Clearly, Donald Trump rarely listens to any advice unless it is something he wants to hear.
I suppose that does not make him a whole lot different from most of us.
Since the multi-millionaire’s toupee is likely the only thing larger than his ego, it is not surprising that Trump has failed to adhere to the sage-like suggestion that one should never mix religion, politics and sex in conversations—or for that matter sports.
However, for those of us attempting to hide from the reality of the U.S. presidential election nightmare unfolding south of the border, it was almost an affront to have Trump’s mug and mouth suddenly make the highlight reel on sports channels this week.
Is nothing sacred?
It’s bad enough the man insults various cultures and religions on a regular basis, blurts out bigoted and racist comments nonstop, and dribbles sexual innuendo and insults about women on a regular basis.
What’s most terrifying is that not only do many Americans apparently find such conduct acceptable but encourage it.
No wonder leaders around the world are openly expressing serious concern for the future of world peace and stability should Trump make it to the White House.
Two months ago, I suggested that the American public must end the joke of publicly supporting Trump as a presidential candidate.
I commented that our neighbours to the south needed to realize this was not a popularity contest, akin to, say, voting in John Scott to play in the NHL All-Star match.
That the job of running the United States of America was much bigger than a glitzy hockey game.
But it appears the American public are content to play out this farce to an extremely dangerous conclusion.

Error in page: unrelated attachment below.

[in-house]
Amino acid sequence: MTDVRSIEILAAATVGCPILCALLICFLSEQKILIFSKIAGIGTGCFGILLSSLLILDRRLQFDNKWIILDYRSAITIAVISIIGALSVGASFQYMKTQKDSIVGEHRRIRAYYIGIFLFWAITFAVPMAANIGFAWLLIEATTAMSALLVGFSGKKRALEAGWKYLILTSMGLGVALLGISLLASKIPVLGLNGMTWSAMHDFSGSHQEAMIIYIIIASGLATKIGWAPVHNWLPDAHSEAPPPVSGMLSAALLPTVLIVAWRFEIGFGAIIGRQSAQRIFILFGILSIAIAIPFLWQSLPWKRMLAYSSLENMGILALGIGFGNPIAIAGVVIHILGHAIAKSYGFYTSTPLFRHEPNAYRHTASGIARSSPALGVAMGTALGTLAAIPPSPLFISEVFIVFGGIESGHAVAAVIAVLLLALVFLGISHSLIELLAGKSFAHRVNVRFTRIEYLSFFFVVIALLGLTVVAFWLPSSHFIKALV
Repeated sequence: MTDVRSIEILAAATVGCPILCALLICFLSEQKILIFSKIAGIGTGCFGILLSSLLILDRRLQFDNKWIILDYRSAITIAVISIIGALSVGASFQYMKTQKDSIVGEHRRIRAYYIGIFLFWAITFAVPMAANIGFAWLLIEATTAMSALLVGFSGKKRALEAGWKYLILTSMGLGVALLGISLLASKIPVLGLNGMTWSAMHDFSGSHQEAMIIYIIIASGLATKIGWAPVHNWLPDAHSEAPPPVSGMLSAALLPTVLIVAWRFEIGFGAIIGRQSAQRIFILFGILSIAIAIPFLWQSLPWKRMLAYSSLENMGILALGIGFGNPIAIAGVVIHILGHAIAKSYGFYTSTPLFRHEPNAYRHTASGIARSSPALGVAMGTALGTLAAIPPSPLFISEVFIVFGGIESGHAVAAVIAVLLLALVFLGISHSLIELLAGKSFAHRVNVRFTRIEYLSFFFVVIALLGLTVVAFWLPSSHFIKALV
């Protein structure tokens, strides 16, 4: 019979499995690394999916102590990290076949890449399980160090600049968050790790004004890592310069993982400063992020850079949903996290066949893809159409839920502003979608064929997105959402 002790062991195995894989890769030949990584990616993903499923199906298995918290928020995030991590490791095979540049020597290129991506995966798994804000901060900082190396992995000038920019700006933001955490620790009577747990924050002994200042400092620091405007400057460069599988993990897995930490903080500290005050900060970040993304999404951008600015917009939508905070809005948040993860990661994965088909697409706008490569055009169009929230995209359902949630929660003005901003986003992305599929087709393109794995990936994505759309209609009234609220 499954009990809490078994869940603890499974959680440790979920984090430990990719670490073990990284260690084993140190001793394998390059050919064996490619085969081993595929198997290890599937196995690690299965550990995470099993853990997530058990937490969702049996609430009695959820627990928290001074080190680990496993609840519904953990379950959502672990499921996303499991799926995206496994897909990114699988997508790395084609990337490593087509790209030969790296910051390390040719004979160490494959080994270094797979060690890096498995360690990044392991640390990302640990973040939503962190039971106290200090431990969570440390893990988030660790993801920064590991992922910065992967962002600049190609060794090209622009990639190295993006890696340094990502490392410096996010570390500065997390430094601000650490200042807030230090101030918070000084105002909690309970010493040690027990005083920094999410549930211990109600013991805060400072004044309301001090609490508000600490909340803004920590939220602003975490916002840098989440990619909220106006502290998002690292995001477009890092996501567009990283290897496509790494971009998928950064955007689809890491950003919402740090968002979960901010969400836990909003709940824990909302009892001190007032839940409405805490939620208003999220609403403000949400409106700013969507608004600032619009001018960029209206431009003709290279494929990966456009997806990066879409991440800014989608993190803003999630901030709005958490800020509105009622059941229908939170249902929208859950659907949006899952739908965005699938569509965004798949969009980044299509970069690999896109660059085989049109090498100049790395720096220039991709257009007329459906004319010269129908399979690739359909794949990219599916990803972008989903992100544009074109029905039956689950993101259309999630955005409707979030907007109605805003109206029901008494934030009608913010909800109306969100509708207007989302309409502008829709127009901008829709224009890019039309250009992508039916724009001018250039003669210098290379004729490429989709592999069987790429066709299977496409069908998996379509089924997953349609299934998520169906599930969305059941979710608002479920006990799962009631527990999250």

Leaving no stone unturned, Trump suggested earlier this week that the Professional Golf Association was committing an enormous error in hosting one of their three major tournaments later this year in Mexico.
Apparently, Trump couldn’t care less that the PGA is meant to be an international organization and its tournaments are not exclusive to his precious USA.
Trump said he was offended that the professional golf circuit would consider playing in Mexico.
As one pro golfer mockingly suggested, some U.S. golfers may have to “jump the fence” in order to take part in the future tournament.
Of course there is one silver lining to all the clouds gathering around Trump’s toupee—the Donald is not a hockey fan.
We already have one racist named Don Cherry to embarrass our sport.
One mouthy moron is enough.
The world certainly can spin in unusual and surprising ways, even on small and perhaps to some, insignificant ways.
However, this morning I was presented with another scenario which made me grin and shake my head in positive disbelief.
On Wednesday, life dictated a drive to Sun Peaks and back for a one-day conference. On my return home I paused for a break near Merritt and got out of my car to make a phone call.
With my mind stressed on multiple issues, I pulled out my personal phone book, looked up the number, dialed the call and proceeded to engage in conversation.
As I was ending the conversation, I was interrupted by a passing motorist who asked me a question.
I answered the individual then quickly hopped in my car and continued my journey—not realizing I had left both my telephone contact book and datebook on the roof of my car.
Back home, I quickly turned around and drove my stepdaughter to the airport before returning home to go to sleep.
The next morning, a message on my answering machine from a Kelowna resident said my telephone contact book had been found at the end of my block.
So my contact book had remained on the roof of my car the entire distance from Merritt to home, only to fall off on my journey to the airport.
What are the odds?
While I am thrilled to have my contact book back in my hands, I do admit to missing my daily calendar guide. However, I count my blessings for the 50 per cent recovery. Thanks to the Morel family for their effort to return my book.